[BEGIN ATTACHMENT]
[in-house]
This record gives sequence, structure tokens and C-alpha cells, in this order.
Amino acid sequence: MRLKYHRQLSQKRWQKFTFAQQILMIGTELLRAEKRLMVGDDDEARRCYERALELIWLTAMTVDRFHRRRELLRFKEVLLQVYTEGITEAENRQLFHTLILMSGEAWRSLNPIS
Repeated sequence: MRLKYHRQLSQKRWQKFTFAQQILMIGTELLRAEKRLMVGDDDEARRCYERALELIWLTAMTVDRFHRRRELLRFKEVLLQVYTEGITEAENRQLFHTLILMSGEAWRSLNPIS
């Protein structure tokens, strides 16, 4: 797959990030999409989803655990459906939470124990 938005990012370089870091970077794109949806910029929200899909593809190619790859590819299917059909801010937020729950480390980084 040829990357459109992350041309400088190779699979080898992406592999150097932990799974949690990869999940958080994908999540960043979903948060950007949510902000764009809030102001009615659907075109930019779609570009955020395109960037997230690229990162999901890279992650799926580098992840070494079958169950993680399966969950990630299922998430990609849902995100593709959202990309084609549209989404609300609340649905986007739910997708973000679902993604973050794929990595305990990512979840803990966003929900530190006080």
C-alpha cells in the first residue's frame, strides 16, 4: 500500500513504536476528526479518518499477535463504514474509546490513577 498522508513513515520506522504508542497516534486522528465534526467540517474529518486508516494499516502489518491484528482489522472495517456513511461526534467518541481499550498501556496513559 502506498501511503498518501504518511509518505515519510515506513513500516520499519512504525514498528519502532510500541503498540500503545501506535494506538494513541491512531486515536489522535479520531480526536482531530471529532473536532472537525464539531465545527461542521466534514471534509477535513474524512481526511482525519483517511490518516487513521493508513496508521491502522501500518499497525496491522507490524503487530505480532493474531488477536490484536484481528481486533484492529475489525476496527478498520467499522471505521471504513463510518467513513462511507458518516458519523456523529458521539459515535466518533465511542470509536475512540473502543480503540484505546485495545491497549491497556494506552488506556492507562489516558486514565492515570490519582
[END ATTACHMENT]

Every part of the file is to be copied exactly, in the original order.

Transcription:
[in-house]
This record gives sequence, structure tokens and C-alpha cells, in this order.
Amino acid sequence: MRLKYHRQLSQKRWQKFTFAQQILMIGTELLRAEKRLMVGDDDEARRCYERALELIWLTAMTVDRFHRRRELLRFKEVLLQVYTEGITEAENRQLFHTLILMSGEAWRSLNPIS
Repeated sequence: MRLKYHRQLSQKRWQKFTFAQQILMIGTELLRAEKRLMVGDDDEARRCYERALELIWLTAMTVDRFHRRRELLRFKEVLLQVYTEGITEAENRQLFHTLILMSGEAWRSLNPIS
């Protein structure tokens, strides 16, 4: 797959990030999409989803655990459906939470124990 938005990012370089870091970077794109949806910029929200899909593809190619790859590819299917059909801010937020729950480390980084 040829990357459109992350041309400088190779699979080898992406592999150097932990799974949690990869999940958080994908999540960043979903948060950007949510902000764009809030102001009615659907075109930019779609570009955020395109960037997230690229990162999901890279992650799926580098992840070494079958169950993680399966969950990630299922998430990609849902995100593709959202990309084609549209989404609300609340649905986007739910997708973000679902993604973050794929990595305990990512979840803990966003929900530190006080």
C-alpha cells in the first residue's frame, strides 16, 4: 500500500513504536476528526479518518499477535463504514474509546490513577 498522508513513515520506522504508542497516534486522528465534526467540517474529518486508516494499516502489518491484528482489522472495517456513511461526534467518541481499550498501556496513559 502506498501511503498518501504518511509518505515519510515506513513500516520499519512504525514498528519502532510500541503498540500503545501506535494506538494513541491512531486515536489522535479520531480526536482531530471529532473536532472537525464539531465545527461542521466534514471534509477535513474524512481526511482525519483517511490518516487513521493508513496508521491502522501500518499497525496491522507490524503487530505480532493474531488477536490484536484481528481486533484492529475489525476496527478498520467499522471505521471504513463510518467513513462511507458518516458519523456523529458521539459515535466518533465511542470509536475512540473502543480503540484505546485495545491497549491497556494506552488506556492507562489516558486514565492515570490519582